无论你是否对这款高端自行车感兴趣，也都可以前往小米官网众筹页面，看看网站对这款充满神秘色彩的自行车项目的详细描述。车身仅重15磅，在业内最苛刻的德国EFBe压力测试中，可以和一些高端自行车的自行车品牌媲美，例如Cannondale, Specialized, 和 Giant。自行车配有禧玛诺（Shimano）Ultegra DI2电变套件，耐高温手刹。
Last week, we got our first peek at Xiaomi’s smart bike – or rather the Xiaomi-branded smart bike developed by startup iRiding – and its sky-high price tag. But the bike, which is called the QiCycle R1, has just begun a crowdfunding campaign on Xiaomi’s site, and it looks like there’s real interest in the pricey ride.
Within hours, the crowdfunding campaign blew past its stated goal – but to be fair, that goal was really small. Xiaomi apparently was targeting just 50 sales of the expensive bicycle, and as of this writing it has sold just over 110. According to its site, the campaign has thus far raised about US$341,000 for bikes that will begin shipping in early May. There are still two weeks left in the campaign, so it’s likely that the final sales figure will be considerably higher. (Note, also, that during the campaign people can also cancel their orders, so the total sales figure can go up or down over time).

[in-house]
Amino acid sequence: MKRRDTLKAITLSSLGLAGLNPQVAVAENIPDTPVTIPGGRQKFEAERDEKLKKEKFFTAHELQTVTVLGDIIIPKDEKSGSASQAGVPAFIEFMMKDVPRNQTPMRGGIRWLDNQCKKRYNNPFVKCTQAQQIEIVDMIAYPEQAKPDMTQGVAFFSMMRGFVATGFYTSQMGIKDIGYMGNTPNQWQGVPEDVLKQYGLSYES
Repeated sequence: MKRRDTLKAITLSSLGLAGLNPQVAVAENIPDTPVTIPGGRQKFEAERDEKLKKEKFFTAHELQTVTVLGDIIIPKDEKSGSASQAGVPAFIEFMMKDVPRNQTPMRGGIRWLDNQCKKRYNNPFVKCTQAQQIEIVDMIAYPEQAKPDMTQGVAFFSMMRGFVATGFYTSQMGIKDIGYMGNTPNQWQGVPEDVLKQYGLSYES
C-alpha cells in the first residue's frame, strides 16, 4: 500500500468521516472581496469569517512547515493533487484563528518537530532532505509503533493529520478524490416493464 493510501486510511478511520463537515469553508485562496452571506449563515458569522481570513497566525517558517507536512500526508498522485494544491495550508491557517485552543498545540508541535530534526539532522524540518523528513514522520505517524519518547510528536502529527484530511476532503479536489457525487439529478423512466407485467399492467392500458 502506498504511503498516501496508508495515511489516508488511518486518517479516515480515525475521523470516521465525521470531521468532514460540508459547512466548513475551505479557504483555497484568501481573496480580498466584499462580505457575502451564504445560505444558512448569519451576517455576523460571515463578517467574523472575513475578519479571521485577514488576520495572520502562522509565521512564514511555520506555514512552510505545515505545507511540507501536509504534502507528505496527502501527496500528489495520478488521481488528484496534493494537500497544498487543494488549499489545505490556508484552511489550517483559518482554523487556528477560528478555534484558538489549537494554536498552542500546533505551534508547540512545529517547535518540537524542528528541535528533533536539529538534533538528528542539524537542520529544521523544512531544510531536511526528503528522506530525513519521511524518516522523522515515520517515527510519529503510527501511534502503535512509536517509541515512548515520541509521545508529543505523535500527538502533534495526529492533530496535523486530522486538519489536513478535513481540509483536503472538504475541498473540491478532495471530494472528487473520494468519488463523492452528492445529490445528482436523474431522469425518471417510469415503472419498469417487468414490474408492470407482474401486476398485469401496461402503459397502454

Even if you’re not interested in splurging on the high-end bike, though, Xiaomi’s crowdfunding page has also revealed a lot of details about the previously mysterious project. The bike is a surprisingly lightweight 15 pounds, but has rated comparably to high-end bicycle brands like Cannondale, Specialized, and Giant in EFBe stress tests. It features Shimano Ultegra Di2 electronic shifters, and high-heat resistant brakes.
But what you’re probably interested in are the smart features. For data tracking, the QiCycle sports a power meter that it says is comparable to Garmin’s very expensive Vector meters so that you can keep precise track of exactly how hard you’re working. That syncs up to Xiaomi’s fully-featured app, which does everything from tracking your speed and location to monitoring the power levels in your electronic shifter.
If you’re a hardcore gearhead who reads some Chinese, you can check out all of the detailed technical specs on Xiaomi’s crowdfunding page. Most of us – myself included – probably don’t have the expertise to assess a $3,000 smart bike, let alone the money to afford one, but it will be interesting to see how many cycling enthusiasts are willing to buy into the QiCycle’s promise before the finished version has been out in the world a little while for testing.